Los Angeles Times

Back in the ring

When Sylvester Stallone first considered bringing back boxer Rocky Balboa for a sixth movie, even his wife tried to talk him out of it.

"My wife cries, 'Please don't do this. You're going to be embarrassed and humiliated and joked about,' " Stallone said of Jennifer Flavin's reservations. "And I knew that, and I said, 'Honey, if that's the price we have to pay, we have to pay it.' "

A line from the script for "Rocky Balboa" may hint at the 60-year-old star/writer/director's underlying reason for coming back to his most famous character. "I'd rather do something I love badly," Rocky says in the film, which opens Wednesday, "than to feel bad about not doing something I love."

It seems that 16 years after 1990's "Rocky V," both the star and his character still had some fight left in them. "Whatever was happening with me and Rocky was exactly the same," Stallone said in a recent interview at the Four Seasons Hotel.

"I believe that it's just certain individuals that feel as though they really haven't gotten everything out," Stallone said about not being ready to hang up the gloves. "… Do we ever really hit the bottom of our soul, or is there always something percolating down there that wants to come out? And either we just lack the energy or the resources to get it out. But I think there's a lot of people [who] continue to come out and [say], 'I have to; otherwise I'm going to die [having led] a really unhappy life. I'm going to be tortured because I didn't follow this dream.'"

In "Rocky Balboa," the former champ spends his time chatting about his glory days and posing with patrons at Adrian's, a Philadelphia restaurant named after his now deceased wife. And he struggles to connect with his grown son, who feels overshadowed by his father. But after ESPN televises a computer-generated matchup between Rocky and current heavyweight champ Mason Dixon, played by real-life boxer Antonio Tarver, the athletes agree to fight for real. Even Rocky's son finds the idea absurd.

Stallone said the idea for the film started with fans' dissatisfaction over "Rocky V," in which the brain-damaged fighter was working as a trainer. "It really is not a satisfactory way to end the character, and I felt I disappointed a lot of people," Stallone said.

This time, Stallone said, he wanted to explore Rocky as a person-out of the boxing ring. In his original script, Adrian was still alive and Rocky was trying to raise money to keep his former trainer's gym open. But Stallone realized he needed to focus more on Rocky's internal issues.

"How do you get someone at the very, very bottom?" Stallone said. "Well, you take away the thing that he loves the most-which was his wife, which was his security, which was his past and his future-gone. So now the audience is going to hopefully grow with him as he tries to redeem himself and ascend from the ashes that are his life."

The film shows that all the fame and fortune in the world can't compensate for the loss of true love.

"He's not bitter about having his career over, or sad," Stallone said. "It's just that he has nothing to go home to. So when he tells the stories [about his career], there's a sadness because of that. If Adrian had still been alive, he would have enjoyed telling the stories over and over and over again."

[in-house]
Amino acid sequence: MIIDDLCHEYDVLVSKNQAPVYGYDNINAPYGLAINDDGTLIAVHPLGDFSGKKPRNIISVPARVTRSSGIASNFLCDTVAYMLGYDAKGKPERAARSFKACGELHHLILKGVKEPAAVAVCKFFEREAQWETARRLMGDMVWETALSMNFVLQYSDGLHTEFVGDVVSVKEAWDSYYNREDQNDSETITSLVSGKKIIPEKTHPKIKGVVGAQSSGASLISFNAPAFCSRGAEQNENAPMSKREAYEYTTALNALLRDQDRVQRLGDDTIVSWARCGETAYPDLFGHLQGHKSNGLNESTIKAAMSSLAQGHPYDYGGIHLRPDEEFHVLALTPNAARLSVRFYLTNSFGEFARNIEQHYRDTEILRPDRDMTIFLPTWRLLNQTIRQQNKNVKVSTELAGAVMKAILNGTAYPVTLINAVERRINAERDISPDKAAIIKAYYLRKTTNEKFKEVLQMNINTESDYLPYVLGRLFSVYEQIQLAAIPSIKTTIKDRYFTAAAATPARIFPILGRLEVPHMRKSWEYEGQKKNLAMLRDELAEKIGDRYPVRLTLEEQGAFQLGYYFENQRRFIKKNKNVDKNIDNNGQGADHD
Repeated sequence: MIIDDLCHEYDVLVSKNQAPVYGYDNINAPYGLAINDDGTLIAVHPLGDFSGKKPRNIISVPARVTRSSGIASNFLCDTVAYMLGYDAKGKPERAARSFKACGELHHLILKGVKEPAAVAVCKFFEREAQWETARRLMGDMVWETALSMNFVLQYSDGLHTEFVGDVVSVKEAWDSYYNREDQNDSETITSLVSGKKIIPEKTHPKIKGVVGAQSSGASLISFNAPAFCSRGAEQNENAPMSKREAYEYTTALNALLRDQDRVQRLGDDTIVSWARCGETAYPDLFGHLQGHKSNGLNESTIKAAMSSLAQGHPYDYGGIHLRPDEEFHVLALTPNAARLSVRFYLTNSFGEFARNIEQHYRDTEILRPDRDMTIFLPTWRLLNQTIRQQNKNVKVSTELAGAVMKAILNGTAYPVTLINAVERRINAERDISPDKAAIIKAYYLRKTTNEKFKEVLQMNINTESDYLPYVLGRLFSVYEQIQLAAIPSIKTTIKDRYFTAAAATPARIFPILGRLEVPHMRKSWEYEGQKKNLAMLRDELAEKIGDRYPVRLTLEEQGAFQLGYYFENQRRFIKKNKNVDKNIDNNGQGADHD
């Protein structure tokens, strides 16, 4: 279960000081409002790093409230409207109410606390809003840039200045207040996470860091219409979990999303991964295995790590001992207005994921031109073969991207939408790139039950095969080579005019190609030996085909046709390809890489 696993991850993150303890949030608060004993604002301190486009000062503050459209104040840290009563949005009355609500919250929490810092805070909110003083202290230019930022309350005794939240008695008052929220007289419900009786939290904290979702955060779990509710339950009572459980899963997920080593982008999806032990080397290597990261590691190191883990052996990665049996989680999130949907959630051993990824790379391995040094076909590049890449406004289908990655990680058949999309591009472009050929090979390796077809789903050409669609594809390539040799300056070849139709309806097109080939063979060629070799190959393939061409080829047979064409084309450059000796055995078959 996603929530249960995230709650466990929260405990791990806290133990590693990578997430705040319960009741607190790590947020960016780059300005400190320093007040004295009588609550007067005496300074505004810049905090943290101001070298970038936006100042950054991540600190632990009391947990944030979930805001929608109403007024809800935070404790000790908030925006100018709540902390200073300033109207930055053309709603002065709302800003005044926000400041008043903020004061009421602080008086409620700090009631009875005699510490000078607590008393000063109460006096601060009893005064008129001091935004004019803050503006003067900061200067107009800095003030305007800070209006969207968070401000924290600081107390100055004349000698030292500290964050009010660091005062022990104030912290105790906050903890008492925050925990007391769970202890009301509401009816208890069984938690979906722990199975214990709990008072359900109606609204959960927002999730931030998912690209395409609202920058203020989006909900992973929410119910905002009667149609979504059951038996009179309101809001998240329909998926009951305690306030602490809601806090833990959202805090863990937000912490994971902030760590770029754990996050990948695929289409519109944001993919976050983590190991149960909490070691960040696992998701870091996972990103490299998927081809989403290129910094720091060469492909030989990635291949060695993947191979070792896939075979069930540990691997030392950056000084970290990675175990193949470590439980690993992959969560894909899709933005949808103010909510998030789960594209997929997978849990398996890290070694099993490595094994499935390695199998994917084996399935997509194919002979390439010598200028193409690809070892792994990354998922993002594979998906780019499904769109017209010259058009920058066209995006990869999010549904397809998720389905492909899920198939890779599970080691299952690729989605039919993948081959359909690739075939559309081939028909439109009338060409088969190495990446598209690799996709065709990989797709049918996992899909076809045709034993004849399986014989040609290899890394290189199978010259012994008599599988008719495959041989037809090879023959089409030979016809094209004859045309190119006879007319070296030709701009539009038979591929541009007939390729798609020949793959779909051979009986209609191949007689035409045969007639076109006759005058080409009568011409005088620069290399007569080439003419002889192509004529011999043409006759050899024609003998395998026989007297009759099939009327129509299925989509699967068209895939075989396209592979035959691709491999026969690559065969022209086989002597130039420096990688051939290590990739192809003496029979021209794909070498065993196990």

The fighter's feelings of loss give "Rocky Balboa" its emotional weight, and Rocky's showdown with a younger opponent once again puts him in the role of underdog. Stallone said that's when Rocky is at his best-like many people struggling to climb to the top.

"The majority of the world, just when they start to get a foot up-bang!-the rug is pulled out from under them," he said. "What happened? … They're an underdog again. This fella represents. That's who he is."

Since the film required Rocky to get back into fighting shape, Stallone went through a similar training regimen as his character does: power lifting, ball weights and some boxing. He endured his share of bumps and bruises while working with Tarver, as both men broke bones while sparring.

"Everything that could go wrong went wrong," Stallone said.

But Stallone didn't want Tarver to hold anything back.

"The only time I would get annoyed is when he wouldn't let go," Stallone said. "Sometimes he'd hold back-fearing for my life-and I said, 'Please Antonio, you've got to make contact.' … Some of those knockdowns you see in there are legit."

Stallone has endured plenty of pain through the years while playing Rocky.

"Hulk Hogan in 'Rocky II' hit me so hard that I thought he had broken my neck," he said. Dolph Lundgren, who played Rocky's opponent in "Rocky IV," put Stallone in the hospital for six days.

Stallone has had to be a tough guy most of his career, but he has no trouble admitting he was most frightened filming his 1993 movie "Cliffhanger," about a mountaineer who thwarts a crime in the Rockies.

"Just going out on the rocks in the opening, and you're just hanging, and you're out there on a cable, like a shoelace, that was frightening," Stallone said. "You say, A: this is not natural, and B: this is really another man's job. You're going to die. You're going to die for entertainment. I don't even like rock climbing. It's one thing to fall off of Mt. Everest and you love climbing, so you say, 'Well, he died doing what he loved.' I'm dying for something I don't love. That's really foolish."

Still, Stallone insists his tough-guy image is just a reflection of the way he looks, and that he's actually "a soft touch."

"I cry at supermarket openings. Certain things really affect me. That's why I hate watching the Olympics," he said, faking a cry: " 'Oh my God, I feel so good for this family I don't even know.'

"It's ice skating. I don't even watch ice skating …"

Matt Pais is the metromix movie producer.

Copyright © 2015, Los Angeles Times